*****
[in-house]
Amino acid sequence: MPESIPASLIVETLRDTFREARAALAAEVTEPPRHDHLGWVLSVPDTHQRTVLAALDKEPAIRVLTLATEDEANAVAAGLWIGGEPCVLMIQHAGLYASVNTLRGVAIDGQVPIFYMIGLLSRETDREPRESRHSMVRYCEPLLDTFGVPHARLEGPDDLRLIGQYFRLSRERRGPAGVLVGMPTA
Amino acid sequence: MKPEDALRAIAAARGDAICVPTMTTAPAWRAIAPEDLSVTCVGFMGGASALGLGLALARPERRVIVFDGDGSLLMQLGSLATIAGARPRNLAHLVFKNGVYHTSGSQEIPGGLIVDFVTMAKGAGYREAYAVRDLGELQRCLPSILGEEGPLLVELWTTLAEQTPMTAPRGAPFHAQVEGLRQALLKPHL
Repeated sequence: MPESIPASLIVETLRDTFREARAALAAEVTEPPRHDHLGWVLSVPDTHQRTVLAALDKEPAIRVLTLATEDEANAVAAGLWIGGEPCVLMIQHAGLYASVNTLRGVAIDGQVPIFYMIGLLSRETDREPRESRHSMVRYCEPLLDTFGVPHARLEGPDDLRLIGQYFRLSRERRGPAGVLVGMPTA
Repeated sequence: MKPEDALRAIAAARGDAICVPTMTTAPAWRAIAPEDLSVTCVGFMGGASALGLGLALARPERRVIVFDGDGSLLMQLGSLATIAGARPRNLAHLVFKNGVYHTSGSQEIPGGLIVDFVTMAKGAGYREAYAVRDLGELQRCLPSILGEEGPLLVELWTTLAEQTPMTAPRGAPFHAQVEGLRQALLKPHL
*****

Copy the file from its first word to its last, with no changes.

[in-house]
Amino acid sequence: MPESIPASLIVETLRDTFREARAALAAEVTEPPRHDHLGWVLSVPDTHQRTVLAALDKEPAIRVLTLATEDEANAVAAGLWIGGEPCVLMIQHAGLYASVNTLRGVAIDGQVPIFYMIGLLSRETDREPRESRHSMVRYCEPLLDTFGVPHARLEGPDDLRLIGQYFRLSRERRGPAGVLVGMPTA
Amino acid sequence: MKPEDALRAIAAARGDAICVPTMTTAPAWRAIAPEDLSVTCVGFMGGASALGLGLALARPERRVIVFDGDGSLLMQLGSLATIAGARPRNLAHLVFKNGVYHTSGSQEIPGGLIVDFVTMAKGAGYREAYAVRDLGELQRCLPSILGEEGPLLVELWTTLAEQTPMTAPRGAPFHAQVEGLRQALLKPHL
Repeated sequence: MPESIPASLIVETLRDTFREARAALAAEVTEPPRHDHLGWVLSVPDTHQRTVLAALDKEPAIRVLTLATEDEANAVAAGLWIGGEPCVLMIQHAGLYASVNTLRGVAIDGQVPIFYMIGLLSRETDREPRESRHSMVRYCEPLLDTFGVPHARLEGPDDLRLIGQYFRLSRERRGPAGVLVGMPTA
Repeated sequence: MKPEDALRAIAAARGDAICVPTMTTAPAWRAIAPEDLSVTCVGFMGGASALGLGLALARPERRVIVFDGDGSLLMQLGSLATIAGARPRNLAHLVFKNGVYHTSGSQEIPGGLIVDFVTMAKGAGYREAYAVRDLGELQRCLPSILGEEGPLLVELWTTLAEQTPMTAPRGAPFHAQVEGLRQALLKPHL